posted by démodé 10:54 AM
Tuesday, March 10, 2009
Obviously I need therapy. Because apparently my version of "banging this out" means that I am handsewing 90% of it. Seriously, therapy! Stat! Yes, I machined some of the interior seams (but in such a way that they still lie like 18th c. seams and you can't see the machine stitching, EVEN FROM THE INSIDE). I am 100%, officially insane. I need help.
Actually, I think it's because 1) I love the 18th c. and 2) I get how 18th c. construction works. If this were 16th, I'd have bag lined this sucker and called it good. (I'm the opposite of Sarah, obviously!)
That being said... progress is being made! Mostly of the making the petticoat, pleating the skirt and attaching to the bodice edge (wait, I machined 50% of that seam!), and finishing up the lining inside (hand, hand, hand).
Things are tiny bit slower because I am also working on a polonaise at the same time, and am trying to make things go faster by doing like things on both dresses... Updates on that dress soon!
I would like to report that I am LOVING my new skirt supports... so much more like what you see in fashion plates than the skimpier line I've been wearing in the past. Which was actually based on extant garment measurements (scaled up for my 5'11" body), but still. Big! Froof! Yay!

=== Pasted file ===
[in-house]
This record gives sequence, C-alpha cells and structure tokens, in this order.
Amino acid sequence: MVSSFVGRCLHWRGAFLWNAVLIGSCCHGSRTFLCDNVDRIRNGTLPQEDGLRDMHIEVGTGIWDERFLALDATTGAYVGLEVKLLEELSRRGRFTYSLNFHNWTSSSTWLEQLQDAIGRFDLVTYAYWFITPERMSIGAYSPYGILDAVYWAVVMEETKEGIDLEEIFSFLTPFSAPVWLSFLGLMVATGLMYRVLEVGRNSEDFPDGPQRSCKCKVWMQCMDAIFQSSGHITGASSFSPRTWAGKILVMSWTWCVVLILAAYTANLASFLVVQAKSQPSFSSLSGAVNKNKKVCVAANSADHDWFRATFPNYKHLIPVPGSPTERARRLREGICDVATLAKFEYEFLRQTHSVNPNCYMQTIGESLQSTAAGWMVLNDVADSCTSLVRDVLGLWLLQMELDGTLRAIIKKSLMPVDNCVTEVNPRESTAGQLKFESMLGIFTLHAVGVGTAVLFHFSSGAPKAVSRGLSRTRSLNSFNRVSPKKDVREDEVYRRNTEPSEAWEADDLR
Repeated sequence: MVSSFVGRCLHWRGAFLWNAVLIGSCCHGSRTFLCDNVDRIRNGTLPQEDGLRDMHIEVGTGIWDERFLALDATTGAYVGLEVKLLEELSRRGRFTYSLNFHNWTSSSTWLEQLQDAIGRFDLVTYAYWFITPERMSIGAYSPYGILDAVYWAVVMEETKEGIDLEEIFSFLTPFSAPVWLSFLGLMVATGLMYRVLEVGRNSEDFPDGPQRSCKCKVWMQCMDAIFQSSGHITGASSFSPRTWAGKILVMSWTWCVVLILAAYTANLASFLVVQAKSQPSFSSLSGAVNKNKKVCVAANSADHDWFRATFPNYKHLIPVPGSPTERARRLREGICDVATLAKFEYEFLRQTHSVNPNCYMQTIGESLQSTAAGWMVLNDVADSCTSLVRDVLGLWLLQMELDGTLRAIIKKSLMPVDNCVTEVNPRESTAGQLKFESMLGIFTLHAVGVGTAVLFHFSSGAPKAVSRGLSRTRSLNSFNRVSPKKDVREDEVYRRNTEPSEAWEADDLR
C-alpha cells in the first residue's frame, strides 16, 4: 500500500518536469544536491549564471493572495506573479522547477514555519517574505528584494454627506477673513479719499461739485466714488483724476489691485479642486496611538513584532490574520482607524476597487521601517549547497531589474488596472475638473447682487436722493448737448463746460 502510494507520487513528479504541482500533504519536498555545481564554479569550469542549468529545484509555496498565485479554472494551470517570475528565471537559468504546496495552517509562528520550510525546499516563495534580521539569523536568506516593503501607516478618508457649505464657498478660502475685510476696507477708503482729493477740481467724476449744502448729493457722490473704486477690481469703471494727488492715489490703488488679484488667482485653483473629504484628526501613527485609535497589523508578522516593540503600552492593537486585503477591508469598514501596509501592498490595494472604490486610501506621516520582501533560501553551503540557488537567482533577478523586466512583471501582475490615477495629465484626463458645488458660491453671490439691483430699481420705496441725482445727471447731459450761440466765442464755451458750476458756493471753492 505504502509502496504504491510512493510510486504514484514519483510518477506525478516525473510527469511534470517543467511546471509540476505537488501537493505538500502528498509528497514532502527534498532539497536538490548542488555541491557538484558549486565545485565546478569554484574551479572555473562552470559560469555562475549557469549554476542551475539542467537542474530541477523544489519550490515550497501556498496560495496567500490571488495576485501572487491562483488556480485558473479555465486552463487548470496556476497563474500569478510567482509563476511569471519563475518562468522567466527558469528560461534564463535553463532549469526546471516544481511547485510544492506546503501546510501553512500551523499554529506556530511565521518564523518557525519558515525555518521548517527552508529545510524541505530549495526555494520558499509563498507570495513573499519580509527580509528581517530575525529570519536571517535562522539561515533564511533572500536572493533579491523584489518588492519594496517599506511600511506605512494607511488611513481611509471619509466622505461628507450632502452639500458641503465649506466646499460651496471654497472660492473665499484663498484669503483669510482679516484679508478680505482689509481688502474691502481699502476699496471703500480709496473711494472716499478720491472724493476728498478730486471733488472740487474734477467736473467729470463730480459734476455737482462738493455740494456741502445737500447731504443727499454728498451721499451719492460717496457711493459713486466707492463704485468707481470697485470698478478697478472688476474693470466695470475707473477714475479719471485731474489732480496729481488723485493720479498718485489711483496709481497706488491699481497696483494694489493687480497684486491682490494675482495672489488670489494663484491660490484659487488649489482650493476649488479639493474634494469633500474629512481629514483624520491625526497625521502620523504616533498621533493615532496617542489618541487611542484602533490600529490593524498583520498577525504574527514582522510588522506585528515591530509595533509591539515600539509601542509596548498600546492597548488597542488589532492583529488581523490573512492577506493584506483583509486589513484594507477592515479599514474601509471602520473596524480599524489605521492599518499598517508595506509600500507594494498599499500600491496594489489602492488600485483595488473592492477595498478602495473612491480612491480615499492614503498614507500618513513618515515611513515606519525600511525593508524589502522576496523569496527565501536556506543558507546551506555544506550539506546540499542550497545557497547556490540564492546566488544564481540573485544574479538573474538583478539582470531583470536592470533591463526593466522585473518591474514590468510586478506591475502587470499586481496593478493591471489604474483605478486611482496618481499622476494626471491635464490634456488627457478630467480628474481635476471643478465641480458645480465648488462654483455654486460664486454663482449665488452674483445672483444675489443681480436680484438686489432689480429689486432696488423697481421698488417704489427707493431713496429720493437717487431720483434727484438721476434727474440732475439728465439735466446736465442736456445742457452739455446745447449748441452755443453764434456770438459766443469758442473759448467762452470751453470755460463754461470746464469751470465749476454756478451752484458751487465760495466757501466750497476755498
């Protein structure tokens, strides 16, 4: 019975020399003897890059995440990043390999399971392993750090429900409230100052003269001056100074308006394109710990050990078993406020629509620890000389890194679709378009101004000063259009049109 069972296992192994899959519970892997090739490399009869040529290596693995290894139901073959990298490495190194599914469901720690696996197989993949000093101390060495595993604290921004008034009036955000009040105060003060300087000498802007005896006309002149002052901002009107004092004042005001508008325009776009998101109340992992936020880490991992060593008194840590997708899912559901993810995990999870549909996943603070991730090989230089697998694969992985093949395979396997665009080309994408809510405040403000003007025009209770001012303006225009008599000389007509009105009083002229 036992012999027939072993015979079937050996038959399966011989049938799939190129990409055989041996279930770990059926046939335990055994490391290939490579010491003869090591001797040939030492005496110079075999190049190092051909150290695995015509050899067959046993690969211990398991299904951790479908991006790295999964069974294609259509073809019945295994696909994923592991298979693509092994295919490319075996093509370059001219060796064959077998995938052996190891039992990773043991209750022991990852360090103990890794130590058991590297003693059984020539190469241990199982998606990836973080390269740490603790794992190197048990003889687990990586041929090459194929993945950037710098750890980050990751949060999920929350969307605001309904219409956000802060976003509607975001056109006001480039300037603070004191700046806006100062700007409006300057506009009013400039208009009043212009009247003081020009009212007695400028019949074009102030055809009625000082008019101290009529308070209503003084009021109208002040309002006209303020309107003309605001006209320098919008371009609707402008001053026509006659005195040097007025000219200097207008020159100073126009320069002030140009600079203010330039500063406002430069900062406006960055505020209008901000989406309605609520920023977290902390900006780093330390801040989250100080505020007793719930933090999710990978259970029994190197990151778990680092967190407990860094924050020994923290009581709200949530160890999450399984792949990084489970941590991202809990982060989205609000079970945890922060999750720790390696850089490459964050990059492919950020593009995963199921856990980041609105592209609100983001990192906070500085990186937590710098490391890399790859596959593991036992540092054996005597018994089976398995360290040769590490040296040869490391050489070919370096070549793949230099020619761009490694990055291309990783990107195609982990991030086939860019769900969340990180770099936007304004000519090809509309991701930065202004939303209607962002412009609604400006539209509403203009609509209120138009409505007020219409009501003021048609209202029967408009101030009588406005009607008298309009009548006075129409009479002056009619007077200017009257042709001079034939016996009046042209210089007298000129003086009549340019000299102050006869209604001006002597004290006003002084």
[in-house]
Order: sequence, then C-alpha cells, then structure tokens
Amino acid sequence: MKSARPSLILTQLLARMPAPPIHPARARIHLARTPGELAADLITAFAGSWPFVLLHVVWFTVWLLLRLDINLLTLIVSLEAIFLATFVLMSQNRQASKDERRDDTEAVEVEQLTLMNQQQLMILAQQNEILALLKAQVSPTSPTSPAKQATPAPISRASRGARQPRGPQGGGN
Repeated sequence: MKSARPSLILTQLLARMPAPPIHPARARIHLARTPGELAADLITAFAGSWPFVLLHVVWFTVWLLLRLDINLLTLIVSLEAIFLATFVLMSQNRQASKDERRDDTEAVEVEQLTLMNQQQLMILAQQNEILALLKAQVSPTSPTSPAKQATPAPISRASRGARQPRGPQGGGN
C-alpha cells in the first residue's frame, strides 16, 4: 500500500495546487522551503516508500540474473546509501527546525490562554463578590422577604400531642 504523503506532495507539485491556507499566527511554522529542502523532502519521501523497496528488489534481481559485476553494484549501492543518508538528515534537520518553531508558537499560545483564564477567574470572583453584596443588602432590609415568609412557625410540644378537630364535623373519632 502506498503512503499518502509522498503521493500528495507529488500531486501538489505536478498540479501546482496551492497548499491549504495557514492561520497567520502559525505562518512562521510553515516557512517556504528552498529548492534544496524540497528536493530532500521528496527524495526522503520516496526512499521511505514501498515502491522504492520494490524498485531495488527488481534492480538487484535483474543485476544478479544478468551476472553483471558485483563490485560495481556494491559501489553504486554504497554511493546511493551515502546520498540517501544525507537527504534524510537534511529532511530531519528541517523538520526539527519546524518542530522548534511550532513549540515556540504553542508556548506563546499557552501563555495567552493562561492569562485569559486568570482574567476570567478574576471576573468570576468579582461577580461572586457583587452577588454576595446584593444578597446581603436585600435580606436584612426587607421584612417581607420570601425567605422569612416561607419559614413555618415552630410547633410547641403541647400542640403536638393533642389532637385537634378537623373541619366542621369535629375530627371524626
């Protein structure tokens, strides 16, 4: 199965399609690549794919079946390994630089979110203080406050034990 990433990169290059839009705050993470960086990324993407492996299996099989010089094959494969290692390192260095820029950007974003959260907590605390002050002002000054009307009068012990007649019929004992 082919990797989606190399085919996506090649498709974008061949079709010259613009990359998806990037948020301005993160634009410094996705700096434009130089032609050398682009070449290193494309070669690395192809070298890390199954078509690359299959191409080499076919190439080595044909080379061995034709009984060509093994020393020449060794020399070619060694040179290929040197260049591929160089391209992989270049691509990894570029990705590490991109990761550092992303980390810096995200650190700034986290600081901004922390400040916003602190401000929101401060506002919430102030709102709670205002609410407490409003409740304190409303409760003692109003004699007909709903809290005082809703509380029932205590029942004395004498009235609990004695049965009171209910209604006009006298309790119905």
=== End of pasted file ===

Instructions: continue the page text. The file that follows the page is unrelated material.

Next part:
posted by démodé 11:01 AM
Friday, March 6, 2009
In which everything gets thrown off course because of a pending trip to Colonial Williamsburg, but also in which our heroine suddenly gets mad (fast) sewing fu!
I was SO set this year to not stress out about costumes. I had two big dresses (Nell Gwyn and the Marquesa de Llano) I wanted to make and tons of time to do it in.
But I've been convinced to go to Costume Con 27, mostly because beforehand a bunch of us are going to Colonial Williamsburg! Yes, for the whirlwind tour, but hey, it's exciting to those of us who live in old-stuff-is-from-the-1920s-California. So my brain has become all 18th century, all the time... add in Loren's inciting of Polonaiseville-frenzy on LJ, and I need late 18th century froof STAT.